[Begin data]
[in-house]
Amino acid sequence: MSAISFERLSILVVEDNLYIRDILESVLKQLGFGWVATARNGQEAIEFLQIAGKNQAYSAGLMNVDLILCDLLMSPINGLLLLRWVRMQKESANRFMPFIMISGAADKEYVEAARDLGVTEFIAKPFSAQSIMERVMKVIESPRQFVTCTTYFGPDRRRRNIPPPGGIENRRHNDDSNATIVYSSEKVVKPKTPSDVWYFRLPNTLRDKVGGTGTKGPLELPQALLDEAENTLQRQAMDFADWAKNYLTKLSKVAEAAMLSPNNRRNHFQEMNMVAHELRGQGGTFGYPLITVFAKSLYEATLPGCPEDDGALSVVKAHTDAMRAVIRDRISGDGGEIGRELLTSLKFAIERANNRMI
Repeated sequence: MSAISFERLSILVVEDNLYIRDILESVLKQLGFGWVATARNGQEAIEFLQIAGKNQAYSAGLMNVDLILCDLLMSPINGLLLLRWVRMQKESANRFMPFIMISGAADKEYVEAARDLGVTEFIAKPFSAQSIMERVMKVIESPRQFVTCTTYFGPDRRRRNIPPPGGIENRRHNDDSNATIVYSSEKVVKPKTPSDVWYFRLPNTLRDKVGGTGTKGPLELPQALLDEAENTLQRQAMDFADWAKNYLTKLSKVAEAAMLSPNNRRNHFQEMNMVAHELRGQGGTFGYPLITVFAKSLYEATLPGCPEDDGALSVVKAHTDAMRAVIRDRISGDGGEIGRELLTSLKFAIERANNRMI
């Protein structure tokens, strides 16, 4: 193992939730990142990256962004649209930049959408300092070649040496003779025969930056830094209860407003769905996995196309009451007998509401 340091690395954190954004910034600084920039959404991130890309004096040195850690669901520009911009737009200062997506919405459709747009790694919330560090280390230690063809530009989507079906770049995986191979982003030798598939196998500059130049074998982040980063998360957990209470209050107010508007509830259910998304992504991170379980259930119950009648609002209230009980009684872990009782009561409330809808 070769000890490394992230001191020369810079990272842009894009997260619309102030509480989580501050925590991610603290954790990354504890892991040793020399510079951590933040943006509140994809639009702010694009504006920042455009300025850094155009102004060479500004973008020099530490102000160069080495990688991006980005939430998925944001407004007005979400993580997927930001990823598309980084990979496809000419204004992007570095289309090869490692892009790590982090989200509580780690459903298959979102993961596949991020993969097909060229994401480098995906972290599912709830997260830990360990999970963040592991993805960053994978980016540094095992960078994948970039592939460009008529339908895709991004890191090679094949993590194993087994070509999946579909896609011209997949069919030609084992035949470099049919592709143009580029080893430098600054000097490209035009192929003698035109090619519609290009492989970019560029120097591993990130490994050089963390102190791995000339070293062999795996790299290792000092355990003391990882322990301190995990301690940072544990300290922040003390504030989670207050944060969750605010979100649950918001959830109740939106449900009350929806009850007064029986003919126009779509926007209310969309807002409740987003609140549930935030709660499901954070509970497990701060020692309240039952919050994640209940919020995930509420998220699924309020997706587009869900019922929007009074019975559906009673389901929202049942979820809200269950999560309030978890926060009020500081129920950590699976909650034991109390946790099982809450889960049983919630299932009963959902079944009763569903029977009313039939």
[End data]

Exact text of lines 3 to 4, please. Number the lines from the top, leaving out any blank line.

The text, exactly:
Repeated sequence: MSAISFERLSILVVEDNLYIRDILESVLKQLGFGWVATARNGQEAIEFLQIAGKNQAYSAGLMNVDLILCDLLMSPINGLLLLRWVRMQKESANRFMPFIMISGAADKEYVEAARDLGVTEFIAKPFSAQSIMERVMKVIESPRQFVTCTTYFGPDRRRRNIPPPGGIENRRHNDDSNATIVYSSEKVVKPKTPSDVWYFRLPNTLRDKVGGTGTKGPLELPQALLDEAENTLQRQAMDFADWAKNYLTKLSKVAEAAMLSPNNRRNHFQEMNMVAHELRGQGGTFGYPLITVFAKSLYEATLPGCPEDDGALSVVKAHTDAMRAVIRDRISGDGGEIGRELLTSLKFAIERANNRMI
């Protein structure tokens, strides 16, 4: 193992939730990142990256962004649209930049959408300092070649040496003779025969930056830094209860407003769905996995196309009451007998509401 340091690395954190954004910034600084920039959404991130890309004096040195850690669901520009911009737009200062997506919405459709747009790694919330560090280390230690063809530009989507079906770049995986191979982003030798598939196998500059130049074998982040980063998360957990209470209050107010508007509830259910998304992504991170379980259930119950009648609002209230009980009684872990009782009561409330809808 070769000890490394992230001191020369810079990272842009894009997260619309102030509480989580501050925590991610603290954790990354504890892991040793020399510079951590933040943006509140994809639009702010694009504006920042455009300025850094155009102004060479500004973008020099530490102000160069080495990688991006980005939430998925944001407004007005979400993580997927930001990823598309980084990979496809000419204004992007570095289309090869490692892009790590982090989200509580780690459903298959979102993961596949991020993969097909060229994401480098995906972290599912709830997260830990360990999970963040592991993805960053994978980016540094095992960078994948970039592939460009008529339908895709991004890191090679094949993590194993087994070509999946579909896609011209997949069919030609084992035949470099049919592709143009580029080893430098600054000097490209035009192929003698035109090619519609290009492989970019560029120097591993990130490994050089963390102190791995000339070293062999795996790299290792000092355990003391990882322990301190995990301690940072544990300290922040003390504030989670207050944060969750605010979100649950918001959830109740939106449900009350929806009850007064029986003919126009779509926007209310969309807002409740987003609140549930935030709660499901954070509970497990701060020692309240039952919050994640209940919020995930509420998220699924309020997706587009869900019922929007009074019975559906009673389901929202049942979820809200269950999560309030978890926060009020500081129920950590699976909650034991109390946790099982809450889960049983919630299932009963959902079944009763569903029977009313039939």